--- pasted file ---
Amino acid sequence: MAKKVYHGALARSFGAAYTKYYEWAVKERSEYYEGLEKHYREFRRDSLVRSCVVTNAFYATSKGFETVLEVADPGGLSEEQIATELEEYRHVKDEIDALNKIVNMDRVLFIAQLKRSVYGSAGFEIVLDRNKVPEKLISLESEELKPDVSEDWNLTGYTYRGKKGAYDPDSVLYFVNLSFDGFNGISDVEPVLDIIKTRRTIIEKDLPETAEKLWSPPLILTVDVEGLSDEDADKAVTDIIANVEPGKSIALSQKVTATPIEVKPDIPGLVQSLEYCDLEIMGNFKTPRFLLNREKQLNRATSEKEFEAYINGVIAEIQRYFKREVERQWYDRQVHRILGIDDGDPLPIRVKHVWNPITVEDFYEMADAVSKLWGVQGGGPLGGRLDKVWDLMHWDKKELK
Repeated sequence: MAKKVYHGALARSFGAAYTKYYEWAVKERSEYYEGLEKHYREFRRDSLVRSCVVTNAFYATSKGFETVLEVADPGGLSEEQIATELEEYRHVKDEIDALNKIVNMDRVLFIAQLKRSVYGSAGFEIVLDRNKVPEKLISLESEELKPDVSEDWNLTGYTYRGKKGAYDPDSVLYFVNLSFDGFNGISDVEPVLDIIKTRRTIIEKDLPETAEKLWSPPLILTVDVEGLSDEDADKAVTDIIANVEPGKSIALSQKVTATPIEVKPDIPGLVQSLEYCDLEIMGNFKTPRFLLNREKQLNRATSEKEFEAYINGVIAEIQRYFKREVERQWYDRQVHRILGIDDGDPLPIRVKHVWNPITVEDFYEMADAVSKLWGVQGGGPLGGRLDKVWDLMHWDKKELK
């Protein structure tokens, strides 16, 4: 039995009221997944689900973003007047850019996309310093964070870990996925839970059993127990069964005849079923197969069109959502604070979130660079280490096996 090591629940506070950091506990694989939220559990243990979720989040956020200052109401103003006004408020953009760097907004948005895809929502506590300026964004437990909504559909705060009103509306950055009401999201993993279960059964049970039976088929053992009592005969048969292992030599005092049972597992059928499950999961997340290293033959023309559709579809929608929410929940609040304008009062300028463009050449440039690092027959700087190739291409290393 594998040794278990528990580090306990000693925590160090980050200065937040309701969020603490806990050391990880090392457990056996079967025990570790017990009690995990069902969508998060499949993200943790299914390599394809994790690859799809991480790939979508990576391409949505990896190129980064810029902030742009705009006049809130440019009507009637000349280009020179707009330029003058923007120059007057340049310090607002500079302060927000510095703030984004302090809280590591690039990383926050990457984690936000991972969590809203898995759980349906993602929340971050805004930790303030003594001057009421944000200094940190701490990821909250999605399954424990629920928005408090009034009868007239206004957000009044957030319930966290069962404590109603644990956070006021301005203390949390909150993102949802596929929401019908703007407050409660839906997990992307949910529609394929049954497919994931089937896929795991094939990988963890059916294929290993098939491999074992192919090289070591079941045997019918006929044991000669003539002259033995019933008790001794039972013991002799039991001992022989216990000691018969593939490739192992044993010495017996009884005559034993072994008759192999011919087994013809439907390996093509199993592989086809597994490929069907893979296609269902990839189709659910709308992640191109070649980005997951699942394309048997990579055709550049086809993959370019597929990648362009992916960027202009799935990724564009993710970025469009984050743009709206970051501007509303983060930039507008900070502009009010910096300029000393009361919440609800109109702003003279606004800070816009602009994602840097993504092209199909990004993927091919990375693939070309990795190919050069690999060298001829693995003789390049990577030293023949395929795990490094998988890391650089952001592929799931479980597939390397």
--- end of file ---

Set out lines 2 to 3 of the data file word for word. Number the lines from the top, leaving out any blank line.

Repeated sequence: MAKKVYHGALARSFGAAYTKYYEWAVKERSEYYEGLEKHYREFRRDSLVRSCVVTNAFYATSKGFETVLEVADPGGLSEEQIATELEEYRHVKDEIDALNKIVNMDRVLFIAQLKRSVYGSAGFEIVLDRNKVPEKLISLESEELKPDVSEDWNLTGYTYRGKKGAYDPDSVLYFVNLSFDGFNGISDVEPVLDIIKTRRTIIEKDLPETAEKLWSPPLILTVDVEGLSDEDADKAVTDIIANVEPGKSIALSQKVTATPIEVKPDIPGLVQSLEYCDLEIMGNFKTPRFLLNREKQLNRATSEKEFEAYINGVIAEIQRYFKREVERQWYDRQVHRILGIDDGDPLPIRVKHVWNPITVEDFYEMADAVSKLWGVQGGGPLGGRLDKVWDLMHWDKKELK
């Protein structure tokens, strides 16, 4: 039995009221997944689900973003007047850019996309310093964070870990996925839970059993127990069964005849079923197969069109959502604070979130660079280490096996 090591629940506070950091506990694989939220559990243990979720989040956020200052109401103003006004408020953009760097907004948005895809929502506590300026964004437990909504559909705060009103509306950055009401999201993993279960059964049970039976088929053992009592005969048969292992030599005092049972597992059928499950999961997340290293033959023309559709579809929608929410929940609040304008009062300028463009050449440039690092027959700087190739291409290393 594998040794278990528990580090306990000693925590160090980050200065937040309701969020603490806990050391990880090392457990056996079967025990570790017990009690995990069902969508998060499949993200943790299914390599394809994790690859799809991480790939979508990576391409949505990896190129980064810029902030742009705009006049809130440019009507009637000349280009020179707009330029003058923007120059007057340049310090607002500079302060927000510095703030984004302090809280590591690039990383926050990457984690936000991972969590809203898995759980349906993602929340971050805004930790303030003594001057009421944000200094940190701490990821909250999605399954424990629920928005408090009034009868007239206004957000009044957030319930966290069962404590109603644990956070006021301005203390949390909150993102949802596929929401019908703007407050409660839906997990992307949910529609394929049954497919994931089937896929795991094939990988963890059916294929290993098939491999074992192919090289070591079941045997019918006929044991000669003539002259033995019933008790001794039972013991002799039991001992022989216990000691018969593939490739192992044993010495017996009884005559034993072994008759192999011919087994013809439907390996093509199993592989086809597994490929069907893979296609269902990839189709659910709308992640191109070649980005997951699942394309048997990579055709550049086809993959370019597929990648362009992916960027202009799935990724564009993710970025469009984050743009709206970051501007509303983060930039507008900070502009009010910096300029000393009361919440609800109109702003003279606004800070816009602009994602840097993504092209199909990004993927091919990375693939070309990795190919050069690999060298001829693995003789390049990577030293023949395929795990490094998988890391650089952001592929799931479980597939390397």